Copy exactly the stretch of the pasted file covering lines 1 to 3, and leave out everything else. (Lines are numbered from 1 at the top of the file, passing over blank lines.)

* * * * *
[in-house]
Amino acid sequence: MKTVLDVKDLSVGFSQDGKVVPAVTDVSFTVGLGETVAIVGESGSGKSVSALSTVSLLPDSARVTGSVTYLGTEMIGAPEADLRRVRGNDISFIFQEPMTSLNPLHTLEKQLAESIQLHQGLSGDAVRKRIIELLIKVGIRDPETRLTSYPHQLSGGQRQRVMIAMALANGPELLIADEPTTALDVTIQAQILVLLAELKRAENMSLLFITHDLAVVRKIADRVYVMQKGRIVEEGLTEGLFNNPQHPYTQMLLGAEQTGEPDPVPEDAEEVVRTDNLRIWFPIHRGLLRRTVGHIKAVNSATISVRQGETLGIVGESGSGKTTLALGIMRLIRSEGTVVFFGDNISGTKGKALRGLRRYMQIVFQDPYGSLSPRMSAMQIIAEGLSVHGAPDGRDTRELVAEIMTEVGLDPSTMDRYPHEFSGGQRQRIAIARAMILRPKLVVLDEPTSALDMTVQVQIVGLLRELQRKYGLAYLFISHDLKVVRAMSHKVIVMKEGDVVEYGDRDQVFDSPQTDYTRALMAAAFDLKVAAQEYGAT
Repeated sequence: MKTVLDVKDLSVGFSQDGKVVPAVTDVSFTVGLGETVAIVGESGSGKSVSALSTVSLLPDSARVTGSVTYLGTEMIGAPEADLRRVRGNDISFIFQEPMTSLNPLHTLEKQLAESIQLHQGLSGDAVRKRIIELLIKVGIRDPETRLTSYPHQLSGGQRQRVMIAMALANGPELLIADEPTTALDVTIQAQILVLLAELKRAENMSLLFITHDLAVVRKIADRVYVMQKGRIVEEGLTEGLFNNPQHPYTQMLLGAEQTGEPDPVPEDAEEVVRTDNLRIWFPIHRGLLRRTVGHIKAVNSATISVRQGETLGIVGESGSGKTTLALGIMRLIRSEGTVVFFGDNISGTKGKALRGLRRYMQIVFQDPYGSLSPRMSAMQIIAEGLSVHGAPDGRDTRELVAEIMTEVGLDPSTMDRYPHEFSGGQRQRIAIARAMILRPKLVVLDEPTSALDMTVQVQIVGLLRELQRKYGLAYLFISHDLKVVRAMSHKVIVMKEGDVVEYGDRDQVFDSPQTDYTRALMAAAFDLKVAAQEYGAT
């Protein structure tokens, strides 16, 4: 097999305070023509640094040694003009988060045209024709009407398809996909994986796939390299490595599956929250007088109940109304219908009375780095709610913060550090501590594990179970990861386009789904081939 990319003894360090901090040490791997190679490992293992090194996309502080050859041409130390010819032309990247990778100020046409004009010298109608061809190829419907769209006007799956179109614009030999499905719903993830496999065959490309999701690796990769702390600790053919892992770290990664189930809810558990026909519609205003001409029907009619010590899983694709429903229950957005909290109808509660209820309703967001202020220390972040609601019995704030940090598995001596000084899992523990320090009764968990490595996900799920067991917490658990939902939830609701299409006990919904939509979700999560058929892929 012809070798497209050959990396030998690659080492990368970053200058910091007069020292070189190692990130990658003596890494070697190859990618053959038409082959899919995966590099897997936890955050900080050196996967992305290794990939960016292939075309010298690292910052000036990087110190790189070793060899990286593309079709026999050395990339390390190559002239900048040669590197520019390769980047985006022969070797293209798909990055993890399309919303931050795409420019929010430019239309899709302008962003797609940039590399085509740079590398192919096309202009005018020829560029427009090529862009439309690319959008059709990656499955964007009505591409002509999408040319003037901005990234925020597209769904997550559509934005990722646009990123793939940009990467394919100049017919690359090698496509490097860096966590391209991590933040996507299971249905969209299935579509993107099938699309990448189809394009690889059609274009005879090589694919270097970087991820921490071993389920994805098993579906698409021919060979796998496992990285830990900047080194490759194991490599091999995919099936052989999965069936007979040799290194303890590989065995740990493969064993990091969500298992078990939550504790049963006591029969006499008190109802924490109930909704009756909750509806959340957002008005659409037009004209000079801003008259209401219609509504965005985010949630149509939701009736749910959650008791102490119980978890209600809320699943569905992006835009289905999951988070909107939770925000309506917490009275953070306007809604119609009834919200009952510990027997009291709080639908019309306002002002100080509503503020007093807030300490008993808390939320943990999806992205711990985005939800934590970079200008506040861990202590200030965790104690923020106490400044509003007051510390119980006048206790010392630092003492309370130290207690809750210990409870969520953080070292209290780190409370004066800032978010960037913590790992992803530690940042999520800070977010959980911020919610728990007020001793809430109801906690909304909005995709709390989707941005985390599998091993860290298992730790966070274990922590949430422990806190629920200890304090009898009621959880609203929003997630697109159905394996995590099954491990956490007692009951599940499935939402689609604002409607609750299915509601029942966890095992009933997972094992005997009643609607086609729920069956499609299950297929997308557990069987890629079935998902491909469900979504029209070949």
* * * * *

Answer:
[in-house]
Amino acid sequence: MKTVLDVKDLSVGFSQDGKVVPAVTDVSFTVGLGETVAIVGESGSGKSVSALSTVSLLPDSARVTGSVTYLGTEMIGAPEADLRRVRGNDISFIFQEPMTSLNPLHTLEKQLAESIQLHQGLSGDAVRKRIIELLIKVGIRDPETRLTSYPHQLSGGQRQRVMIAMALANGPELLIADEPTTALDVTIQAQILVLLAELKRAENMSLLFITHDLAVVRKIADRVYVMQKGRIVEEGLTEGLFNNPQHPYTQMLLGAEQTGEPDPVPEDAEEVVRTDNLRIWFPIHRGLLRRTVGHIKAVNSATISVRQGETLGIVGESGSGKTTLALGIMRLIRSEGTVVFFGDNISGTKGKALRGLRRYMQIVFQDPYGSLSPRMSAMQIIAEGLSVHGAPDGRDTRELVAEIMTEVGLDPSTMDRYPHEFSGGQRQRIAIARAMILRPKLVVLDEPTSALDMTVQVQIVGLLRELQRKYGLAYLFISHDLKVVRAMSHKVIVMKEGDVVEYGDRDQVFDSPQTDYTRALMAAAFDLKVAAQEYGAT
Repeated sequence: MKTVLDVKDLSVGFSQDGKVVPAVTDVSFTVGLGETVAIVGESGSGKSVSALSTVSLLPDSARVTGSVTYLGTEMIGAPEADLRRVRGNDISFIFQEPMTSLNPLHTLEKQLAESIQLHQGLSGDAVRKRIIELLIKVGIRDPETRLTSYPHQLSGGQRQRVMIAMALANGPELLIADEPTTALDVTIQAQILVLLAELKRAENMSLLFITHDLAVVRKIADRVYVMQKGRIVEEGLTEGLFNNPQHPYTQMLLGAEQTGEPDPVPEDAEEVVRTDNLRIWFPIHRGLLRRTVGHIKAVNSATISVRQGETLGIVGESGSGKTTLALGIMRLIRSEGTVVFFGDNISGTKGKALRGLRRYMQIVFQDPYGSLSPRMSAMQIIAEGLSVHGAPDGRDTRELVAEIMTEVGLDPSTMDRYPHEFSGGQRQRIAIARAMILRPKLVVLDEPTSALDMTVQVQIVGLLRELQRKYGLAYLFISHDLKVVRAMSHKVIVMKEGDVVEYGDRDQVFDSPQTDYTRALMAAAFDLKVAAQEYGAT